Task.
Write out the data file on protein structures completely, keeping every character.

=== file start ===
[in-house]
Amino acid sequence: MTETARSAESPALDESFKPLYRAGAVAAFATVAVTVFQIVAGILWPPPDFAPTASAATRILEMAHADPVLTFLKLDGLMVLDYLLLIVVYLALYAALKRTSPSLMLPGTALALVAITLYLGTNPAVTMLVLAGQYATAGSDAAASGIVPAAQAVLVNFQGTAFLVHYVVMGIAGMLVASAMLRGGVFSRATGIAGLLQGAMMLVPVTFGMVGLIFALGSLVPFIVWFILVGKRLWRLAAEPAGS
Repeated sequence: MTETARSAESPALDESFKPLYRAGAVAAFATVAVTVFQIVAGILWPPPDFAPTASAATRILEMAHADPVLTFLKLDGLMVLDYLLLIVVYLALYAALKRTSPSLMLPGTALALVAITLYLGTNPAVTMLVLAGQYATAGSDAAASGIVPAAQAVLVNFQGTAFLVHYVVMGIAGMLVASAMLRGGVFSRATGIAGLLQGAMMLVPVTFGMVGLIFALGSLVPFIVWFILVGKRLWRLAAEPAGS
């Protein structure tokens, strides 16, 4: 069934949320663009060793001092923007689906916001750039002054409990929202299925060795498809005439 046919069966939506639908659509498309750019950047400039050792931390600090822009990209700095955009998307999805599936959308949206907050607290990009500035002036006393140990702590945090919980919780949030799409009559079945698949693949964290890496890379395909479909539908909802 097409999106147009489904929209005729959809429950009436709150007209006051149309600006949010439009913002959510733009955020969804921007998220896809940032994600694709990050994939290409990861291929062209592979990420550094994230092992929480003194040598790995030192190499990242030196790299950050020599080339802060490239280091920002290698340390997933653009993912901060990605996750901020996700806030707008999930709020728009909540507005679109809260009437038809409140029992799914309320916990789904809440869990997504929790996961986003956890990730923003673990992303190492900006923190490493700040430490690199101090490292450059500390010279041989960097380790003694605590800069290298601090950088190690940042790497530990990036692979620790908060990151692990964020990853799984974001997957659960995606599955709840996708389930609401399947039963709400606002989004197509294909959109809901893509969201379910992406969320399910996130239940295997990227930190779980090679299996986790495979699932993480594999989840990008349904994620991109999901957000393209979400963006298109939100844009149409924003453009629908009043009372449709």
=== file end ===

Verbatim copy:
[in-house]
Amino acid sequence: MTETARSAESPALDESFKPLYRAGAVAAFATVAVTVFQIVAGILWPPPDFAPTASAATRILEMAHADPVLTFLKLDGLMVLDYLLLIVVYLALYAALKRTSPSLMLPGTALALVAITLYLGTNPAVTMLVLAGQYATAGSDAAASGIVPAAQAVLVNFQGTAFLVHYVVMGIAGMLVASAMLRGGVFSRATGIAGLLQGAMMLVPVTFGMVGLIFALGSLVPFIVWFILVGKRLWRLAAEPAGS
Repeated sequence: MTETARSAESPALDESFKPLYRAGAVAAFATVAVTVFQIVAGILWPPPDFAPTASAATRILEMAHADPVLTFLKLDGLMVLDYLLLIVVYLALYAALKRTSPSLMLPGTALALVAITLYLGTNPAVTMLVLAGQYATAGSDAAASGIVPAAQAVLVNFQGTAFLVHYVVMGIAGMLVASAMLRGGVFSRATGIAGLLQGAMMLVPVTFGMVGLIFALGSLVPFIVWFILVGKRLWRLAAEPAGS
């Protein structure tokens, strides 16, 4: 069934949320663009060793001092923007689906916001750039002054409990929202299925060795498809005439 046919069966939506639908659509498309750019950047400039050792931390600090822009990209700095955009998307999805599936959308949206907050607290990009500035002036006393140990702590945090919980919780949030799409009559079945698949693949964290890496890379395909479909539908909802 097409999106147009489904929209005729959809429950009436709150007209006051149309600006949010439009913002959510733009955020969804921007998220896809940032994600694709990050994939290409990861291929062209592979990420550094994230092992929480003194040598790995030192190499990242030196790299950050020599080339802060490239280091920002290698340390997933653009993912901060990605996750901020996700806030707008999930709020728009909540507005679109809260009437038809409140029992799914309320916990789904809440869990997504929790996961986003956890990730923003673990992303190492900006923190490493700040430490690199101090490292450059500390010279041989960097380790003694605590800069290298601090950088190690940042790497530990990036692979620790908060990151692990964020990853799984974001997957659960995606599955709840996708389930609401399947039963709400606002989004197509294909959109809901893509969201379910992406969320399910996130239940295997990227930190779980090679299996986790495979699932993480594999989840990008349904994620991109999901957000393209979400963006298109939100844009149409924003453009629908009043009372449709």